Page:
The first difference is that consent for the processing of data must be an active, affirmative action by the data subject, rather than the passive acceptance under some current models that allow for pre-ticked boxes or opt-outs.

The new legislation gives individuals the right to have their data deleted, this is known as the “right to be forgotten”.

This new transparency will cause many FSMA firms problems. For instance, how does the GDPR deal with the need of firms to maintain historical records? Pension transfer files need to be kept in perpetuity. Also, if firms get rid of old files, the defence against claims for poor advice becomes more difficult, if the old records no longer exist.

Insurance Distribution Directive

Originally, IDD was to be adopted in February 2018, but this has now been delayed to October 2018.

The Insurance Distribution Directive (IDD) is revision of the Insurance Mediation Directive (IMD), which was introduced by the FSA in 2005. Like the IMD, the IDD covers the authorisation, passporting arrangements and regulatory requirements for insurance and reinsurance intermediaries. However, the application of the IDD is wider, covering organisational and conduct of business requirements for insurance and reinsurance undertakings.

The IDD should provide an enhanced regime that ensures a level playing field for sellers of insurance, helping to prevent arbitrage with competing products and providing better protection for consumers when buying insurance. This should ultimately result in:

  • consistent consumer protections across different distribution channels, preventing regulatory distortions of competition
  • products being sold to consumers that better meet their needs, alongside improved product information, enabling consumers to have greater confidence in their insurance purchasing decisions

Main provisions

  • requires brokers and employees of insurance companies that sell insurance to do at least 15 hours of training and CPD per year
  • introduces new product governance requirements, which are largely in line with the FCA’s product governance requirements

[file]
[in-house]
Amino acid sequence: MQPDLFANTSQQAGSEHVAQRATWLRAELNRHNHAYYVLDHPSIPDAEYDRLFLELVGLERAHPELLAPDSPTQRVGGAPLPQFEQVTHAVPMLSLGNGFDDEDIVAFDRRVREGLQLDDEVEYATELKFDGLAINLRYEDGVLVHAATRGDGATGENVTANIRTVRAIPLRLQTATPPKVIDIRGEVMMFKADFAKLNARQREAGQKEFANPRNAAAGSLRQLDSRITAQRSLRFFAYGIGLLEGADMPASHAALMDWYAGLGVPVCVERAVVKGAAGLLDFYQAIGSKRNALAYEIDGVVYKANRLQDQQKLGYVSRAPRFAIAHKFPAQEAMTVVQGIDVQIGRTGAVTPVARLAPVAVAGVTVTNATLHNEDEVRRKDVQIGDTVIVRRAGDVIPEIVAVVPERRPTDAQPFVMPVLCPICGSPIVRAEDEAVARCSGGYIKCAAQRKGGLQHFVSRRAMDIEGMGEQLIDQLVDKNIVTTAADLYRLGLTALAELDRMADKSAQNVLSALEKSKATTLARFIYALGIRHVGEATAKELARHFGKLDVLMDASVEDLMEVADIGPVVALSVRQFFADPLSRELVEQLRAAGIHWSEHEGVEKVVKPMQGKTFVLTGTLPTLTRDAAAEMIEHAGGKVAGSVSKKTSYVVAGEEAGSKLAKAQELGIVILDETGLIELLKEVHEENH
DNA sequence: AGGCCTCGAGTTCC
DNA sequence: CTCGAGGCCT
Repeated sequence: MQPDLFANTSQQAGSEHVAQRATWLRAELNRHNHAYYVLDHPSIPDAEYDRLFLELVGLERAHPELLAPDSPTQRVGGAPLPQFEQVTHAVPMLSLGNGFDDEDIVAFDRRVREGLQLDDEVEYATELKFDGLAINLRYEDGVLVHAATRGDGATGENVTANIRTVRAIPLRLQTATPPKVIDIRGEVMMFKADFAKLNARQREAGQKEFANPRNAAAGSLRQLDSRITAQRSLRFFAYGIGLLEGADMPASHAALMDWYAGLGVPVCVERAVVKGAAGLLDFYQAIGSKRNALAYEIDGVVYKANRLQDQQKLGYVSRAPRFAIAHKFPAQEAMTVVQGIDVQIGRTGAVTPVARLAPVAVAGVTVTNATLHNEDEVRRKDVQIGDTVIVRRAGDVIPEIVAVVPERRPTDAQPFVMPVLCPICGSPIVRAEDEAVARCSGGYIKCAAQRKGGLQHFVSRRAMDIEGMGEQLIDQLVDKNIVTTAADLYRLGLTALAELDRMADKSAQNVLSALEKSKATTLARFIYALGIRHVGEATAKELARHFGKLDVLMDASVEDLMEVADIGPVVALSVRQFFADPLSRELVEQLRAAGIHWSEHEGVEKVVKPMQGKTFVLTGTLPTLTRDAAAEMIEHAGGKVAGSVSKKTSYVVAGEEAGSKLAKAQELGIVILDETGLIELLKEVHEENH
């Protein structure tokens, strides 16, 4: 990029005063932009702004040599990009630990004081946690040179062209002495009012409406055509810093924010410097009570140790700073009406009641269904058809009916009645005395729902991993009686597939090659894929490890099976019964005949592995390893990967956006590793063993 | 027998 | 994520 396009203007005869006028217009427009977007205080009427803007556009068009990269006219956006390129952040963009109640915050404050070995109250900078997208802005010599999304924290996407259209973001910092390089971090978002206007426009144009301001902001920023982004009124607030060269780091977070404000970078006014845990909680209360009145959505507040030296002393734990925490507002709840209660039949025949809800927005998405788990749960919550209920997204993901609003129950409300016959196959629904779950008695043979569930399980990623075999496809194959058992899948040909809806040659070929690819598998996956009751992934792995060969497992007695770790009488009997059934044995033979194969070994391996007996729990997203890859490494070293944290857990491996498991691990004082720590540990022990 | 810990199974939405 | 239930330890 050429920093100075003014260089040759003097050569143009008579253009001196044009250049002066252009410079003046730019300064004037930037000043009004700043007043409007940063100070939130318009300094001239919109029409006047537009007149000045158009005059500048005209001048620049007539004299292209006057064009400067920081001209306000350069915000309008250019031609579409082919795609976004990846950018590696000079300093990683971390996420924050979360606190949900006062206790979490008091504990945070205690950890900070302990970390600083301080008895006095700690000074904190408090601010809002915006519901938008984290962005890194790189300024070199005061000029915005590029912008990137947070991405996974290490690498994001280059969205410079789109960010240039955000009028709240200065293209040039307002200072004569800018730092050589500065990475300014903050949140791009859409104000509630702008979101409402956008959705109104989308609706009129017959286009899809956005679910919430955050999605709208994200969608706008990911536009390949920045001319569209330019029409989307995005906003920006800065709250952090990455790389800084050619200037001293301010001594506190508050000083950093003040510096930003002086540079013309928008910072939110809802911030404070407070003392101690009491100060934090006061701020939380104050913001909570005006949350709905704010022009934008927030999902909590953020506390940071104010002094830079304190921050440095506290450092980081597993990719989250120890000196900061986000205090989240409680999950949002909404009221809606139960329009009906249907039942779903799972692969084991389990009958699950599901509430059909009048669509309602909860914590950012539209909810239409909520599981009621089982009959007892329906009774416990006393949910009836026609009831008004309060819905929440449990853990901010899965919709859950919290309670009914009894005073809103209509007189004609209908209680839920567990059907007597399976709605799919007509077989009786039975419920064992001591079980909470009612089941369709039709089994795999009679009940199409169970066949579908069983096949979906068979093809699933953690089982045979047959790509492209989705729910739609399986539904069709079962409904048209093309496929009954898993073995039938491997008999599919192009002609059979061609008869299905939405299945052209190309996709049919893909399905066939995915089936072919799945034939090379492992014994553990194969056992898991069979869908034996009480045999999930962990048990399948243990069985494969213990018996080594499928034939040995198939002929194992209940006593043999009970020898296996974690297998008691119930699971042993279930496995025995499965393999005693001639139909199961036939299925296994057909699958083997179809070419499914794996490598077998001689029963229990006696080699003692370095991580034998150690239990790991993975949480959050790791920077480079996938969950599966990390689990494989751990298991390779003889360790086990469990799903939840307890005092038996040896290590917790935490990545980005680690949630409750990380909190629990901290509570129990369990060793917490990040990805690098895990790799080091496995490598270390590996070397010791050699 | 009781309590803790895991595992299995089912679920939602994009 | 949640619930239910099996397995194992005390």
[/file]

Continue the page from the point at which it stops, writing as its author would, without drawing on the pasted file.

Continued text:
• requires firms that sell insurance on a non-advised basis make sure that the product they are selling fulfils the customers most fundamental needs
  • imposes new duties on insurance companies that are selling products through companies that are not authorised by the FCA
  • requires general insurance firms in the retail and small corporate market to provide customers with Insurance Product Information Documents, which are similar to Key Features Documents.

So, the IDD is going to bring insurance sales and advisers in line with other financial services products. Weirdly, when I set up my own firm in 2000, I treated all products the same so that I would not need to remember which ones were regulated. I was 18 years ahead of the game and never knew it.

Senior Management & Certification Regime

The Senior Managers and Certification Regime (SM&CR) replaced the Approved Persons Regime (APR) for banks, building societies, credit unions and dual-regulated (FCA and PRA regulated) investment firms in March 2016. It is now being extended to FSMA authorised firms.

SM&CR will replace the Approved Persons Regime. The FCA is now consulting on how it will move firms and individuals to the new regime.

There are three key parts to the senior managers and certification regime:

  • the Senior Managers Regime
  • the Certification Regime
  • Conduct Rules

These new regimes are likely to commence in mid-to-late 2019 and are the subject of consultations.

One of the main issues is that the current FCA register would be replaced by a register that only shows senior people within firms and not the individual advisers. The onus would be on firms to ensure that the advisers are – and continue to be – fit and proper to perform their duties.

Many clients, and the public in general, rely quite heavily on the FCA register to undertake due diligence on firms and advisers. I think that it would be a considerable client detriment if they were unable to check the authorisation of advisers. Indeed, I would go in the other direction and register all mortgage and protection advisers in addition to the diploma qualified advisers as I believe that this would increase accountability of the advisers.

Alternatively, the register of advisers could be outsourced to other bodies, such as CISI or PFS which already issue Statements of Professional Standing for advisers and have records of adviser qualifications. Personally, I would be more comfortable if the register remained under the direct control of the FCA, rather than an independent third-party, but there does need to be a public accessible register of advisers.

Adding them all together

Whilst each of these new ways of working will cause plenty of work for advisers, firms, compliance consultants and IT geeks, the end result should give the public more confidence in the financial services industry.

MiFID II is ushering in age of transparency for fund managers and also for platforms and advisers. The IDD brings in a more uniform method of dealing with insurance products. The GDPR gives clarity of how and why personal data is kept and gives clients more power in this respect. SM&CR gives greater accountability and responsibility for management of firms.

All of these together should greatly increase the chances of advisers Treating Customers Fairly. Somehow it is quite amazing that the principle of Treating Customers Fairly needs so much legislation for an activity that should really be second nature – as indeed it already is for so many professional advisers practising today.